State law lists 11 specific “mitigators” that aren’t defenses against guilt but might persuade a jury to give a defendant life instead of death. They are generally more open-ended than the aggravators, and there’s also a 12th mitigator that basically opens mitigation evidence up to anything that could be relevant. The 11 specified mitigators are:
- The age of the defendant
- That the defendant’s capacity to appreciate the wrongful of their actions or conform their conduct to the law was impaired.
- That the defendant was “under unusual or substantial duress.”
- That the defendant was involved in the killing but not the ringleader.
- That the defendant “could not have reasonably foreseen” that their conduct would kill someone.
- The emotional state of the defendant at the time of the murder.
- The absence of any significant prior criminal history.
- The extent to which the defendant cooperated with police or prosecutors.
- The influence of drugs and alcohol.
- That the defendant had a “good faith, although mistaken, belief” that there was a moral justification for their conduct.
- That the defendant is not a continuing threat to society.
Once prosecutors have proved the aggravators and defense attorneys have presented the mitigators, the jury must decide whether the mitigators outweigh the aggravators. If they do not, the jury moves to its final bit of deliberation.
The sentencing decision
The last hurdle is where most capital cases that reach the penalty phase in Colorado fall. In the final analysis, juries make a moral choice about whether death is the appropriate punishment. There’s not really a legal standard to guide them here; if the trial has reached this far, then all the legal elements have been proved. Nothing in the law ever requires a jury to sentence someone to death. So this one is up to each juror individually and what they believe is right.
The jury must be unanimous for a death sentence to be handed down. This is why defense attorneys will often start as early as jury selection talking to jurors about the importance of respecting one another’s decisions at this phase and standing up to deliberation room bullies.
Appeals can take decades
Actually getting to a death sentence is only a fraction of the life of a typical death penalty case in Colorado. The appeals usually take much, much longer.
There’s basically three appeals that everyone sentenced to death is legally guaranteed, two in state court and one in federal court. The first in state court challenges the trial judge’s decisions in the trial — should certain evidence have been admitted or excluded, for instance. This is called the direct appeal. The second in state court is the better known one — the post-conviction appeal. This is where usually a new team of attorneys looks for new or undisclosed evidence or argues that a defendant’s trial lawyer made big mistakes.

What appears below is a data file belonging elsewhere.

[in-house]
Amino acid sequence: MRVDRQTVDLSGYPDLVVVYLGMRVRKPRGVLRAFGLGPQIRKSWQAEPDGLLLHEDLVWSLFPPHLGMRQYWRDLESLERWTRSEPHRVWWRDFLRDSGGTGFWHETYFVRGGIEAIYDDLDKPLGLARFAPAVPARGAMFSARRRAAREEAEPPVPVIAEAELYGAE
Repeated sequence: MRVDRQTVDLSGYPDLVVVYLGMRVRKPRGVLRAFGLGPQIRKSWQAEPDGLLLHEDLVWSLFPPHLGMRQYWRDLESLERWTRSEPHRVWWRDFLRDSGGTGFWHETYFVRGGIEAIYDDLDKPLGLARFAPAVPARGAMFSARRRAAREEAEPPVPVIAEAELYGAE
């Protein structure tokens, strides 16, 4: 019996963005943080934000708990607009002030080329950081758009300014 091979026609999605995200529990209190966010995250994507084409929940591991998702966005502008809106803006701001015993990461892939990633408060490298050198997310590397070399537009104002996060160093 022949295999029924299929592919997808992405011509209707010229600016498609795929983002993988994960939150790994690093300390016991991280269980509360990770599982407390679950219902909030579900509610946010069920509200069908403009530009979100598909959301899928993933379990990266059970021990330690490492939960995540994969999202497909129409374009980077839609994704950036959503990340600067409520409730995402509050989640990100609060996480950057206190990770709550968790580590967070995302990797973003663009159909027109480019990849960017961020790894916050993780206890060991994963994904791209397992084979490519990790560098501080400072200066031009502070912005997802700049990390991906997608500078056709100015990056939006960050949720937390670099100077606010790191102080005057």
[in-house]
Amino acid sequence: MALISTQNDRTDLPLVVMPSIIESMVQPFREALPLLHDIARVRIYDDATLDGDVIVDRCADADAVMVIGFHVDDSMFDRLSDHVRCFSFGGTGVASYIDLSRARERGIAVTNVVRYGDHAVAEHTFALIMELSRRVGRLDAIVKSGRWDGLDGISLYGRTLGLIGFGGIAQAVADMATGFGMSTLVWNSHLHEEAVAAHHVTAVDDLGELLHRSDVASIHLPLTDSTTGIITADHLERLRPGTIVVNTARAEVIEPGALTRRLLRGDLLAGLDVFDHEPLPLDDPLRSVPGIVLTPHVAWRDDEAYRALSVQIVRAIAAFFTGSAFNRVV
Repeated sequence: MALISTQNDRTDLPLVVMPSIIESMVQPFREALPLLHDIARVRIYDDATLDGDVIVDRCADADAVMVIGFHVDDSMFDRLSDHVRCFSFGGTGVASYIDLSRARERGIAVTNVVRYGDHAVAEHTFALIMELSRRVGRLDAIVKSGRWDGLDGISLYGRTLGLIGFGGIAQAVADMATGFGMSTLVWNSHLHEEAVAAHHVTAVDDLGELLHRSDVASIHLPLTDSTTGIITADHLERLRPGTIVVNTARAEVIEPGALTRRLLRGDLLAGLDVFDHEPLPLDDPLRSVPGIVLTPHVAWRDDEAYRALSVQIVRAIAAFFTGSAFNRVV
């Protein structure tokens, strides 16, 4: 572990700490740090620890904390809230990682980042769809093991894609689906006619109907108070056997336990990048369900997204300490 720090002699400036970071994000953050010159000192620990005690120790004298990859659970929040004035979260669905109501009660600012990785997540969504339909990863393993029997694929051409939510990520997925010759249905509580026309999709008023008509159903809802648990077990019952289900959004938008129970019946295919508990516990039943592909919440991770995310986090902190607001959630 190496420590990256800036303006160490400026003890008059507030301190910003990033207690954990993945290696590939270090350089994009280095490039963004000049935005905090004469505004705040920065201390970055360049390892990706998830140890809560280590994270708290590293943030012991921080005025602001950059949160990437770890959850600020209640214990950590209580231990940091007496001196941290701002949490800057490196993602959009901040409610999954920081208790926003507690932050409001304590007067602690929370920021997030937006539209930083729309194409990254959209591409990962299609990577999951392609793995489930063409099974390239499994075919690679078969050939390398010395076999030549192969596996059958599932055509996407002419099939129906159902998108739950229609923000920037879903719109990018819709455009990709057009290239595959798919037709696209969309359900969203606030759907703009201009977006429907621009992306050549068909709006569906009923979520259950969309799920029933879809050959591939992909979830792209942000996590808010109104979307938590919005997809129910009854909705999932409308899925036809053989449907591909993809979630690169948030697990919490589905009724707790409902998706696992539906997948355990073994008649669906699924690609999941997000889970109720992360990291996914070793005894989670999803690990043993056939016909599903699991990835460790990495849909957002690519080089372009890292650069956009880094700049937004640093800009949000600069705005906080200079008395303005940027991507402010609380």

These two appeals used to go one after another. But Colorado law now tries to speed up the process by making them run at the same time. (So far, it hasn’t made things any quicker.) Both appeals first start with the same judge who oversaw the trial. Then they go to the Colorado Court of Appeals and, finally, the Colorado Supreme Court.
Once the appeals in state court are exhausted, defendants can file an appeal in federal court arguing, basically, that the state court process was unfair. This appeal starts with a federal trial judge in Denver, then goes to the 10th U.S. Circuit Court of Appeals, also in Denver, and lastly to the U.S. Supreme Court. Defendants can try to file more appeals beyond these, but courts don’t have to hear them.
The governor has final say
Once all the appeals are done, the condemned’s attorney will usually draft a petition to the governor asking for clemency. The process here is really ill-defined, and the governor has broad discretion over whom to grant clemency to and why.
Clemency is different from a pardon. If granted, a killer’s sentence would usually be changed to life in prison. Depending on your perspective, this is one last check on the system or one last chance to thwart justice.